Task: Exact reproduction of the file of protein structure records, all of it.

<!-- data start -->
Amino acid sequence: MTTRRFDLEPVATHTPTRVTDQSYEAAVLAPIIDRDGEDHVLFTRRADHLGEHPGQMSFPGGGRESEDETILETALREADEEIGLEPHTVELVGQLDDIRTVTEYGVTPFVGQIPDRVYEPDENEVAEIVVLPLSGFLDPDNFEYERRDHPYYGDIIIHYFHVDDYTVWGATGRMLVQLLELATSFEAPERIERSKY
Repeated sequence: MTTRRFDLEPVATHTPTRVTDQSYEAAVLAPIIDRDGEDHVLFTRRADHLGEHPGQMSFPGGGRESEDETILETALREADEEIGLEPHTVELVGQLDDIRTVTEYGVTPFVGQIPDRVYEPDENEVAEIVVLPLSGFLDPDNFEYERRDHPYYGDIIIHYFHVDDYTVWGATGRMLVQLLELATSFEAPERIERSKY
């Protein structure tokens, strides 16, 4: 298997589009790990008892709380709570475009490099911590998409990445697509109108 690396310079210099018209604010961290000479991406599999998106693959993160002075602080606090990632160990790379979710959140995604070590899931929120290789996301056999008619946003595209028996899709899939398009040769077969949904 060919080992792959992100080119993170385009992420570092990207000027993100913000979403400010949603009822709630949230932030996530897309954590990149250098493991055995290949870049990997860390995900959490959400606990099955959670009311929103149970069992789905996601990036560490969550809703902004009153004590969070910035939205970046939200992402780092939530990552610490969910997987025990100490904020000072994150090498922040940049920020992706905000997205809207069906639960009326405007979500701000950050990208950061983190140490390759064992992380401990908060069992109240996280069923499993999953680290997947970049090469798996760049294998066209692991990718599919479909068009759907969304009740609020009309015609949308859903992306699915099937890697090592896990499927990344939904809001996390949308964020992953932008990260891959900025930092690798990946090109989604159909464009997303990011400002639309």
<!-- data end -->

Amino acid sequence: MTTRRFDLEPVATHTPTRVTDQSYEAAVLAPIIDRDGEDHVLFTRRADHLGEHPGQMSFPGGGRESEDETILETALREADEEIGLEPHTVELVGQLDDIRTVTEYGVTPFVGQIPDRVYEPDENEVAEIVVLPLSGFLDPDNFEYERRDHPYYGDIIIHYFHVDDYTVWGATGRMLVQLLELATSFEAPERIERSKY
Repeated sequence: MTTRRFDLEPVATHTPTRVTDQSYEAAVLAPIIDRDGEDHVLFTRRADHLGEHPGQMSFPGGGRESEDETILETALREADEEIGLEPHTVELVGQLDDIRTVTEYGVTPFVGQIPDRVYEPDENEVAEIVVLPLSGFLDPDNFEYERRDHPYYGDIIIHYFHVDDYTVWGATGRMLVQLLELATSFEAPERIERSKY
């Protein structure tokens, strides 16, 4: 298997589009790990008892709380709570475009490099911590998409990445697509109108 690396310079210099018209604010961290000479991406599999998106693959993160002075602080606090990632160990790379979710959140995604070590899931929120290789996301056999008619946003595209028996899709899939398009040769077969949904 060919080992792959992100080119993170385009992420570092990207000027993100913000979403400010949603009822709630949230932030996530897309954590990149250098493991055995290949870049990997860390995900959490959400606990099955959670009311929103149970069992789905996601990036560490969550809703902004009153004590969070910035939205970046939200992402780092939530990552610490969910997987025990100490904020000072994150090498922040940049920020992706905000997205809207069906639960009326405007979500701000950050990208950061983190140490390759064992992380401990908060069992109240996280069923499993999953680290997947970049090469798996760049294998066209692991990718599919479909068009759907969304009740609020009309015609949308859903992306699915099937890697090592896990499927990344939904809001996390949308964020992953932008990260891959900025930092690798990946090109989604159909464009997303990011400002639309």